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5 ways to bond with your boss when you’re both remote

Even if you’ve never been in the same room, there are ways you can bond with your boss and earn their trust. Here are some important places to start.

5 ways to bond with your boss when you’re both remote
[Photo: Jira, Teddy, cuz.gallery/Rawpixel]
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During the pandemic, companies with teams that needed to fill roles have mostly had one option: hire and onboard remotely. Some companies took that opportunity to open their geographic parameters and hire new employees who didn’t live close enough to commute to the office when it reopened. And others made shifts to their policies so that employees could work from home full or part time.

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With so much remote onboarding happening, it can be hard to forge a solid relationship with a new boss. A recent PwC study found that roughly a third of employees say that onboarding and coaching new employees are worse than before the pandemic. And a recent poll by business consulting firm West Monroe found that remote onboarding is their second-biggest challenge right now. (Burnout is No. 1.)

It’s also a challenge for employees who want to build strong bonds, especially with the bosses who can be such important forces in their careers. After all, how can this person see your strengths and potential—not to mention advocate for you—if they don’t really know who you are or how you work?

It’s possible, says Lisette Sutherland, coauthor of Work Together Anywhere: A Handbook on Working Remotely Successfully and founder of Collaboration Superpowers, a consultancy that helps teams work together by providing resources and workshops for remote working. But because some of the natural moments of learning and bonding aren’t possible now, you’ve got to be more intentional about building that relationship. Here are five places to start:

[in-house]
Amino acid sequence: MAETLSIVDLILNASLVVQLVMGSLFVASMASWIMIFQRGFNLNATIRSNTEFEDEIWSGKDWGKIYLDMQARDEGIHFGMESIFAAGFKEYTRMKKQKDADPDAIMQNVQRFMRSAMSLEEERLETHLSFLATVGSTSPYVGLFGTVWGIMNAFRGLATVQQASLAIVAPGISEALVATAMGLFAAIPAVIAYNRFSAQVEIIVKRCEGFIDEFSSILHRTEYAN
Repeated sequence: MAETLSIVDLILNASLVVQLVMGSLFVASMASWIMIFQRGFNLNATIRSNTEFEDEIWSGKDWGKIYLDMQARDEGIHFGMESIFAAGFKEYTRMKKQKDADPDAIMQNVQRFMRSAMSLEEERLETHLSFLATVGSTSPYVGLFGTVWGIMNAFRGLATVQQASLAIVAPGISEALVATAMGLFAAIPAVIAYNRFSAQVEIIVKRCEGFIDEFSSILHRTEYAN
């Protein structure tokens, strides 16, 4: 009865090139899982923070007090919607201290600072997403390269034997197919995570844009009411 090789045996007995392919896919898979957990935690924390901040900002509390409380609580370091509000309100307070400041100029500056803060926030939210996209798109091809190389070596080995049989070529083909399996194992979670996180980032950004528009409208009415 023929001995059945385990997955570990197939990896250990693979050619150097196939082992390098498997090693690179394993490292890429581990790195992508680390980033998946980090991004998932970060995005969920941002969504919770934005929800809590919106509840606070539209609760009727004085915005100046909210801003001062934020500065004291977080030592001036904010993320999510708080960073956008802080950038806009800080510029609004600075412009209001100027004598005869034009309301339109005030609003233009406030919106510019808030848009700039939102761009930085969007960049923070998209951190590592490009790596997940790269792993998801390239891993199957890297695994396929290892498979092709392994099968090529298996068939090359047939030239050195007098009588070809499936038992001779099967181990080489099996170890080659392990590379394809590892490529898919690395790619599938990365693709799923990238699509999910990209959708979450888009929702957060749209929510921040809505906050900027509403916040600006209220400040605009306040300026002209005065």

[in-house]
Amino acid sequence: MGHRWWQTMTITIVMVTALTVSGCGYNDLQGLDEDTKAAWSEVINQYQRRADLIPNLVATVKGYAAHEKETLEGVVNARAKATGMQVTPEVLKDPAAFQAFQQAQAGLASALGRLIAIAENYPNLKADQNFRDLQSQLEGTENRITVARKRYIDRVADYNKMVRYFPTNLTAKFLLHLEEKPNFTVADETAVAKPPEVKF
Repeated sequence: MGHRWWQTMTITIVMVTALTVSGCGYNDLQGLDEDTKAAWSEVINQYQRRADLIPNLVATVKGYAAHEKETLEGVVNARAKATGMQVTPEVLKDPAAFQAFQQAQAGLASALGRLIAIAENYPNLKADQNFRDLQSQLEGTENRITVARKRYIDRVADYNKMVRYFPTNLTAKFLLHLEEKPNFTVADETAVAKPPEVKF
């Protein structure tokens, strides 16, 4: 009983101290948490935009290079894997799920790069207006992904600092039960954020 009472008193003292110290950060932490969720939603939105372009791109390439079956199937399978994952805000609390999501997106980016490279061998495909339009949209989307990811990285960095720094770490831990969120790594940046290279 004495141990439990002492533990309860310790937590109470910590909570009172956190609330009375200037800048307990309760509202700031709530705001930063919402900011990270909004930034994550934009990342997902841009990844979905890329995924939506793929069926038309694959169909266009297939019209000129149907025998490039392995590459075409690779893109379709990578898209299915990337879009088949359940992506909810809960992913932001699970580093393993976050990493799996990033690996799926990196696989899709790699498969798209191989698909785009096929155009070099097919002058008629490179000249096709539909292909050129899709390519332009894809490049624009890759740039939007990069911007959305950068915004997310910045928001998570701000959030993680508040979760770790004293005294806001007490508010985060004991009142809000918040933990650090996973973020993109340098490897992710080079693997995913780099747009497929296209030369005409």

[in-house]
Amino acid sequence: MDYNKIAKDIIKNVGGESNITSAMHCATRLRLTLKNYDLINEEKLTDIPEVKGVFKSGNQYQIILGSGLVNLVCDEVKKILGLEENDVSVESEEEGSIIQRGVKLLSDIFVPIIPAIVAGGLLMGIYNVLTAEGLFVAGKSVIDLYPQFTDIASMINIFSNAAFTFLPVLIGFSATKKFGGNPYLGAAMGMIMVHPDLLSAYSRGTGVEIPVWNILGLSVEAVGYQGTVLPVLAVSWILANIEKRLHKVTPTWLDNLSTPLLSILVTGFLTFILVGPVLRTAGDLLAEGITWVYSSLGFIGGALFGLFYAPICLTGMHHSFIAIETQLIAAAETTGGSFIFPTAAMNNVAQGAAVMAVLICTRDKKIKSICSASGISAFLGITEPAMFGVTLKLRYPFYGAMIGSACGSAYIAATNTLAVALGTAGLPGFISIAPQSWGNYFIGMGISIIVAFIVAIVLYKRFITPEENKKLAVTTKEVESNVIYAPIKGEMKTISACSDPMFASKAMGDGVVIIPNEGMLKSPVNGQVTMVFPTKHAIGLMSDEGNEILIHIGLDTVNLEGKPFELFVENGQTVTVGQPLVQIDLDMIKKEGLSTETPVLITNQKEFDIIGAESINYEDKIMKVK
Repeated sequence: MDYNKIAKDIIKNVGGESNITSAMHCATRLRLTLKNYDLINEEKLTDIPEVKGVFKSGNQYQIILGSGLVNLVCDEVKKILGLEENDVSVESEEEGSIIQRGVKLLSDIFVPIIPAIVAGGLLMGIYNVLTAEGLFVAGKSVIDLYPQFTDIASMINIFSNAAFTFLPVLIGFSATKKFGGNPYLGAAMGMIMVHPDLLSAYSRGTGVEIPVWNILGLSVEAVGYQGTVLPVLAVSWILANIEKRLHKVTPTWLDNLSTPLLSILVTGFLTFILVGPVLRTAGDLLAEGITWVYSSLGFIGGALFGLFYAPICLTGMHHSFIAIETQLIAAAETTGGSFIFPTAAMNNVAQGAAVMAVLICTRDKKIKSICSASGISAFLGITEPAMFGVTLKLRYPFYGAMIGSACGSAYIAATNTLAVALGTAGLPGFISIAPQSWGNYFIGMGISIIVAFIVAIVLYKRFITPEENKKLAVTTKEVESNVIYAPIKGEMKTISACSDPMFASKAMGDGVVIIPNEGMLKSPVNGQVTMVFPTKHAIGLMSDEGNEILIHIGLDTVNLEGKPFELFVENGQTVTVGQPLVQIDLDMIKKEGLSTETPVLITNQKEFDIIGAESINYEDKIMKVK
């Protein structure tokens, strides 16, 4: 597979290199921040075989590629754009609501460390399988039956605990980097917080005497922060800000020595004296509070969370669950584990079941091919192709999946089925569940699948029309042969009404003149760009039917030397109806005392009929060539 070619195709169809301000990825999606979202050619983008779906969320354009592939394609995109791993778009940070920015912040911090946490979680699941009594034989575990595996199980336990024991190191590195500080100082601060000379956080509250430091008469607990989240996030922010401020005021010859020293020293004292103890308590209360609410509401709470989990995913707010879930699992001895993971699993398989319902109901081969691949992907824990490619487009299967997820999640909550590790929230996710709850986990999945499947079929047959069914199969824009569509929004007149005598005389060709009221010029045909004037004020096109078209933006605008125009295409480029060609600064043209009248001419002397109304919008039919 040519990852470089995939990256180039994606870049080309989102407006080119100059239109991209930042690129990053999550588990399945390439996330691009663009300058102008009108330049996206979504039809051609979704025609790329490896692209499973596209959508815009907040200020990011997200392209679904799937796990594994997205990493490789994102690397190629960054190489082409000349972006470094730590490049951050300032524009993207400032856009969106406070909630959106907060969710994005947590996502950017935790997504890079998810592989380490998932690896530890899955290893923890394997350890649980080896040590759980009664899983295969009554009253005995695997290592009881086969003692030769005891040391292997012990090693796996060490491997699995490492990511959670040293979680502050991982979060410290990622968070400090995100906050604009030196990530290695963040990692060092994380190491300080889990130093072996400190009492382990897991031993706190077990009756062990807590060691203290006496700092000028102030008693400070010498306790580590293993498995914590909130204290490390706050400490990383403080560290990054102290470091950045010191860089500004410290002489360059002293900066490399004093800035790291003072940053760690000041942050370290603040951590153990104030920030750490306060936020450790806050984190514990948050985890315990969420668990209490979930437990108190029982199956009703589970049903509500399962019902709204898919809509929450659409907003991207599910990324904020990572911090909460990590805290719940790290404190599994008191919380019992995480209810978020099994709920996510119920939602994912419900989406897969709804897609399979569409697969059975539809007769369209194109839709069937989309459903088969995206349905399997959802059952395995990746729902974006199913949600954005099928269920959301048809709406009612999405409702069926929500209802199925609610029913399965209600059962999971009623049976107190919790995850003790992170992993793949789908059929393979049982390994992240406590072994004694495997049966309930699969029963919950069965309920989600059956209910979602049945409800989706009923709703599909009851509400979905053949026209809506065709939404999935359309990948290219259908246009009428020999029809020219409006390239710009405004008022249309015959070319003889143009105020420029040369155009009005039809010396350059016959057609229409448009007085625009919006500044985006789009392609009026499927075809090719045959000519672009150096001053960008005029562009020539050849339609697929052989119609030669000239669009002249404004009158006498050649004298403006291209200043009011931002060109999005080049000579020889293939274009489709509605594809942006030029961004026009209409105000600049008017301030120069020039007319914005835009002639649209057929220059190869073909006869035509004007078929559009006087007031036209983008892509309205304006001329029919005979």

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Observe carefully

“Connection happens when we pay attention to each other,” Sutherland says. One of the best things you can do to foster bonds with your new boss is to watch how they work and what they prioritize. This information-gathering exercise is immersive when you’re in the office together but may require more effort when you’re working remotely. Notice the content of messages to the team and your supervisor’s comments in remote meetings. What is that person working on? How are their days structured? Understanding what’s important to them can help you align your work to support those priorities, Sutherland says.

Ask questions

And don’t be afraid to ask questions, says Mellissa Smith, a remote work consultant and author of Hire the Right Virtual Assistant. One thing to avoid: prefacing those questions with negatives such as “I don’t want to bother you, but . . . ” Instead, share your interest in the work and ask about what you don’t understand. And check in periodically to find out how you can help or what is expected of you.